Global Soil Partnership

Joining forces to boost soil health through sustainable land management in Central Asia

On August 17, under the initiative of the FAO office in Ashghabat, Turkmenistan, the Workshop on the tools of the Global Soil Partnership in support to the Central Asia countries initiative for Land Management (CACILM-2) was held in a hybrid format.

The FAO Regional Project titled Integrated management of natural resources in drought-prone and salt-affected agricultural production landscapes of Central Asia and Turkey (CACILM-2) is funded by the Global Environment Facility (GEF). The project is aimed at the adoption of integrated landscape management approaches and practices that help stabilize and even reverse trends of soil salinization, reduce erosion, improve water capture and retention, increase the sequestration of carbon, and reduce loss of agrobiodiversity, thereby reducing the desertification trend in terms of extent and severity.

The representatives of the Ministry of Agriculture and Environmental Protection, State Committee for Water Resources, Turkmen Academy of Sciences, Turkmen Agricultural University named after S.A. Niyazov, Dashoguz Turkmen Agricultural Institute, Administration of Dashoguz and Akhal Provinces, Scientific Information Center of the Interstate Commission for Sustainable Development of Central Asia made up the audience of 30 people interested in implementing the tools and programmes of the Global Soil Partnership (GSP) at the national and local levels.


The promotion of practices that may help farmers to store water in soil and mitigate the negative effect of salinity will help to improve food security and provide sustainable crop production”, said Mr Mergen Yusupov, Deputy Head of the Department of Coordination of International Environmental Cooperation and Projects, from the Ministry of Agriculture and Environment Protection of Turkmenistan. Mr Yusupov, who is also the CACILM-2 national project coordinator, welcomed the participants and stressed the need for enhanced management of soils in the country, which suffers from dry climate and salinity.

Mr Rahmanberdi Hanekov, national project manager in FAO-Turkmenistan, presented to the participants the CACILM-2 project and its goals and activities in Turkmenistan. He noted that all project components: multi-country collaboration and partnership; integration of sustainable soil management into policy, legal and institutional frameworks; upscaling of climate-smart agricultural practices in drought prone and salt affected landscapes – can be underpinned by the tools that are proposed by the GSP.

Mr Hanekov also took the opportunity to thank the GSP for organizing a 3-day online training on mapping of salt-affected soils (Module 1. Data preparation) attended by 40 Turkmen experts.  Further trainings on more advanced modules will be delivered at the end of August 2022.

The agenda of the workshop continued with the introduction of the GSP structure and main areas of work provided by Ms Maria Konyushkova, from the GSP Secretariat, and the presentation of the Global Soil Laboratory Network (GLOSOLAN) and how this is implemented in Russia by Ms Elena Shamrikova, Institute of Biology of Komi Science Center of the Ural Branch of the Russian Academy of Sciences (RAS). Ms Carolina Olivera Sanchez, GSP Secretariat, briefed the attendees on the Global Soil Doctors programme, and Ms Aizhan Karabaeva, from FAO-Kazakhstan, explained how this programme is being implemented in Kazakhstan. To conclude the set of presentations, Ms Natalia Rodriguez Eugenio, GSP Secretariat, described the functioning and relevance of the RECSOIL initiative.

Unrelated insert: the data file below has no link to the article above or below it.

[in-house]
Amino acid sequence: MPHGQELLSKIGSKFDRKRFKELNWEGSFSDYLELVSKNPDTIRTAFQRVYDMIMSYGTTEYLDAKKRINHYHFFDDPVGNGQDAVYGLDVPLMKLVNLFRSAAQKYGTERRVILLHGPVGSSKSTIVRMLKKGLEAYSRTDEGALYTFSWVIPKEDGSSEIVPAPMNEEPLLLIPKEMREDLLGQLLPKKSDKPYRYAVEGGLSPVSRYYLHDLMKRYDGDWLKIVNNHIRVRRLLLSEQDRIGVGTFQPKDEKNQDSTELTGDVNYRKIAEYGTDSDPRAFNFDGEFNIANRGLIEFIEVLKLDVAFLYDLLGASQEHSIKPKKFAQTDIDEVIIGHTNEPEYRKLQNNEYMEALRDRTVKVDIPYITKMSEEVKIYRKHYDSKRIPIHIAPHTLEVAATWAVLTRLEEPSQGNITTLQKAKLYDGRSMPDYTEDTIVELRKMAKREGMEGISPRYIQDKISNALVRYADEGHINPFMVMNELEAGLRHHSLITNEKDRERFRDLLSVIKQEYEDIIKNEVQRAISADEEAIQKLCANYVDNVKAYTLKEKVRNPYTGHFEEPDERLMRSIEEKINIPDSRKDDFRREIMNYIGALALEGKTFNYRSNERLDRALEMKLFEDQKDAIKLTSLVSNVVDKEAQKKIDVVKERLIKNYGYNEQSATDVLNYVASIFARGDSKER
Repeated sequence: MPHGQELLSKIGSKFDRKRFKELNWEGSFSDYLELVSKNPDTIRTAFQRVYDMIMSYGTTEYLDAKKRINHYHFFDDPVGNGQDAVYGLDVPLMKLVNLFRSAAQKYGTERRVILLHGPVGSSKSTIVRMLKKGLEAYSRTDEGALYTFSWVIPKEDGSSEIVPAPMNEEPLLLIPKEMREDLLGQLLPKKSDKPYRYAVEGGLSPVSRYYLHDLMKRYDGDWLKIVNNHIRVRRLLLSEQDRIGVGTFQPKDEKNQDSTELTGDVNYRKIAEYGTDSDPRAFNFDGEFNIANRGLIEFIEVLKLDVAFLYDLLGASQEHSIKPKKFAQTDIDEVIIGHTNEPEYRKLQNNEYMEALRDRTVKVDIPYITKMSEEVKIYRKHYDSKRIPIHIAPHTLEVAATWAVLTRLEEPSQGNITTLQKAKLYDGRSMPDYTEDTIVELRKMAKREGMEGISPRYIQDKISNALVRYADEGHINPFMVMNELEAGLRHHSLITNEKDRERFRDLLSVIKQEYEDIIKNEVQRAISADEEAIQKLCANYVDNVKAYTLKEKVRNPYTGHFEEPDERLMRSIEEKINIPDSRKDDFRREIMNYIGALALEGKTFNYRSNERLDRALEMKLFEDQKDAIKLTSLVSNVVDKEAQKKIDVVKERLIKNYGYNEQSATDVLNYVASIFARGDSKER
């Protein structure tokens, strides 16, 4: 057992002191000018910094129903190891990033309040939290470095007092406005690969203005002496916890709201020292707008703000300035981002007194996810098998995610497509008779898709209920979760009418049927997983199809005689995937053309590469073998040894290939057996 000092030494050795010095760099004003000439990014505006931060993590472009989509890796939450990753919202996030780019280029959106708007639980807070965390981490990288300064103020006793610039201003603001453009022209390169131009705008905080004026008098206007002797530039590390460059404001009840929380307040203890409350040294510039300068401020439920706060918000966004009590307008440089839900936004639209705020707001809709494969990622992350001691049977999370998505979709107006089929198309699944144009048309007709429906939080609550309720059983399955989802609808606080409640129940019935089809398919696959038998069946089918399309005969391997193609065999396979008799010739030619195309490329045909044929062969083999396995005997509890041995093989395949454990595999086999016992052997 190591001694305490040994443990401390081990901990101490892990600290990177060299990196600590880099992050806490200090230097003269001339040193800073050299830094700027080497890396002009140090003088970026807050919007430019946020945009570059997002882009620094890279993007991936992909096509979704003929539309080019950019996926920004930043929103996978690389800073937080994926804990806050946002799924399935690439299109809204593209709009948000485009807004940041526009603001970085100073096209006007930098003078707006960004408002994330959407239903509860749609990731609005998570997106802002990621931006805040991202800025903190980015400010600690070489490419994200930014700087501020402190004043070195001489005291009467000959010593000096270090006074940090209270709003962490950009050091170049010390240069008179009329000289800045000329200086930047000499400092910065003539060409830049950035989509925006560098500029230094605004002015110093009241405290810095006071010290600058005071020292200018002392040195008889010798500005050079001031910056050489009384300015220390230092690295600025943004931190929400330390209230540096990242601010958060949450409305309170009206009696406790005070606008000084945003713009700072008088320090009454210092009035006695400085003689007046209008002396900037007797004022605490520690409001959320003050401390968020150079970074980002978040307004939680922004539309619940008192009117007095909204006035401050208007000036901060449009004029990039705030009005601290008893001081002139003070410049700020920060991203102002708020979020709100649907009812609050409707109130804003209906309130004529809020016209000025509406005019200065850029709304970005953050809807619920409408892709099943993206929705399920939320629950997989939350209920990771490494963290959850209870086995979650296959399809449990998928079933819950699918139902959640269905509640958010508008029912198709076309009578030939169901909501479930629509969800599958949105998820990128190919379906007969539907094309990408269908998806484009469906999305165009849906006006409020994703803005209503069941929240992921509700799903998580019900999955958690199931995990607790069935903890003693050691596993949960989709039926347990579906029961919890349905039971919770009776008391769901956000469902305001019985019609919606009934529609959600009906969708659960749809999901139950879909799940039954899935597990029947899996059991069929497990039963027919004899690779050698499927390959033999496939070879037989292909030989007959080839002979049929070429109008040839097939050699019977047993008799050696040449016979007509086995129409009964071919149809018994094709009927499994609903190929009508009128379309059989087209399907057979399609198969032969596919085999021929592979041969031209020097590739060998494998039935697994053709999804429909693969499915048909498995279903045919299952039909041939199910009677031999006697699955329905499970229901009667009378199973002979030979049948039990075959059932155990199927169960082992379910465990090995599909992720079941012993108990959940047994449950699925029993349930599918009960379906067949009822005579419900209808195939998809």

Following the presentations, participants engaged in a Q&A round to address the benefits of the GSP tools, networks and programmes for the successful implementation of the CACILM-2 project. The main conclusions of the event were:

  • The implementation of GLOSOLAN is essential to produce reliable and harmonized soil data at national and regional levels, which are useful for monitoring and reporting activities and for the implementation of programmes such as RECSOIL. The creation of National Soil Laboratory Networks further supports capacity building and data exchange at the national level.
  • The Global Soil Doctors programme is a valuable tool for the implementation of new practices in the field, enabling the dissemination of scientific knowledge. It is a farmer-to-farmer initiative that helps to reverse and control soil degradation by providing Soil Doctors with targeted training on how to preserve and restore good soil conditions and functions. Promoters are an essential component of the programme because they can offer local solutions, adapted policies, technologies and resources and extend their knowledge to their communities.
  • Soil is the largest terrestrial reservoir of organic carbon and has the potential to sequester part of the CO2 emissions to the atmosphere. The RECSOIL initiative could contribute to national climate change mitigation and adaptation efforts while improving soil health and farmers' livelihoods. Turkmenistan may have a higher soil carbon sequestration potential than initially estimated in the Global Soil Organic Carbon sequestration potential map. In fact, no local data were available at the time and the country map was developed by extrapolating and comparing pre-existing and global data.

As a result of the synergetic efforts of the CACILM-2 project with the GSP, a series of workshops and trainings on the tools offered by the GSP have been scheduled in the coming months, both in virtual and in-person format.